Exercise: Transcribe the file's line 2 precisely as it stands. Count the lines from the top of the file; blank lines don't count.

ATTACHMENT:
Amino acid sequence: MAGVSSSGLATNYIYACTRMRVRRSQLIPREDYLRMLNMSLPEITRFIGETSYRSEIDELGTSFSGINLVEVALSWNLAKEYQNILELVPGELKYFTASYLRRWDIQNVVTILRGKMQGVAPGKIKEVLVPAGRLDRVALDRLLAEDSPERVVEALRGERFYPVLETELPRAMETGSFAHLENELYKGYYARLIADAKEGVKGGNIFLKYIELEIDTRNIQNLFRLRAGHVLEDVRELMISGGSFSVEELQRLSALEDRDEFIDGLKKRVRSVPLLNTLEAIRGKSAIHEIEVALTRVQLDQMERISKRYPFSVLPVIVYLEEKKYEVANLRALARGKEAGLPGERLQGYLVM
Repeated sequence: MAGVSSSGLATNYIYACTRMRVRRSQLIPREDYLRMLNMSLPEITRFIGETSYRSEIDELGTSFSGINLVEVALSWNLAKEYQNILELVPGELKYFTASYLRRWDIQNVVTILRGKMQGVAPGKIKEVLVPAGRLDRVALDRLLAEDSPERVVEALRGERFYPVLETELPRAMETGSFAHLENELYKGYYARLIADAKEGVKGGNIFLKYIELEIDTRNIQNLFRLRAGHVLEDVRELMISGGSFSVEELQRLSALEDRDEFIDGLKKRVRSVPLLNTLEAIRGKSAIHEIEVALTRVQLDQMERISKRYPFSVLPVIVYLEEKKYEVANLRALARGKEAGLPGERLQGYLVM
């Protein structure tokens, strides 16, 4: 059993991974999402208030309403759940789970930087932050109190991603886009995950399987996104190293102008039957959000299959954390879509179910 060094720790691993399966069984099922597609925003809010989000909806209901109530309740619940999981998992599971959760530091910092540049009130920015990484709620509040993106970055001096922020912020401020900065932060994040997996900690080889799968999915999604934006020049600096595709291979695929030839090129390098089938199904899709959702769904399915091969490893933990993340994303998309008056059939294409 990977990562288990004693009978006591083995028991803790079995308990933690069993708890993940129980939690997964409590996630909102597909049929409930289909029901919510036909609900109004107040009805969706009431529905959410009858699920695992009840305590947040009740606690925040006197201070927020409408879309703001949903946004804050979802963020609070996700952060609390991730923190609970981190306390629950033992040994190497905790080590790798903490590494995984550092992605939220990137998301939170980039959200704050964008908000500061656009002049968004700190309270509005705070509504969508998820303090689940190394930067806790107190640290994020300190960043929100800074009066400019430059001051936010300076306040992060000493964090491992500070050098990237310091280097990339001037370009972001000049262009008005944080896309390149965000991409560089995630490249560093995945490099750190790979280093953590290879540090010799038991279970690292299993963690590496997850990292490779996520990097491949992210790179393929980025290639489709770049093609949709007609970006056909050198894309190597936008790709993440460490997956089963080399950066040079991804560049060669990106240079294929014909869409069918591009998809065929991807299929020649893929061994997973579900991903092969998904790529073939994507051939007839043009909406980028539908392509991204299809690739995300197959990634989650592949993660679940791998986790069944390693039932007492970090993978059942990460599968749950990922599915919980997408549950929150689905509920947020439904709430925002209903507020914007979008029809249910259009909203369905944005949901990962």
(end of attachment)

Repeated sequence: MAGVSSSGLATNYIYACTRMRVRRSQLIPREDYLRMLNMSLPEITRFIGETSYRSEIDELGTSFSGINLVEVALSWNLAKEYQNILELVPGELKYFTASYLRRWDIQNVVTILRGKMQGVAPGKIKEVLVPAGRLDRVALDRLLAEDSPERVVEALRGERFYPVLETELPRAMETGSFAHLENELYKGYYARLIADAKEGVKGGNIFLKYIELEIDTRNIQNLFRLRAGHVLEDVRELMISGGSFSVEELQRLSALEDRDEFIDGLKKRVRSVPLLNTLEAIRGKSAIHEIEVALTRVQLDQMERISKRYPFSVLPVIVYLEEKKYEVANLRALARGKEAGLPGERLQGYLVM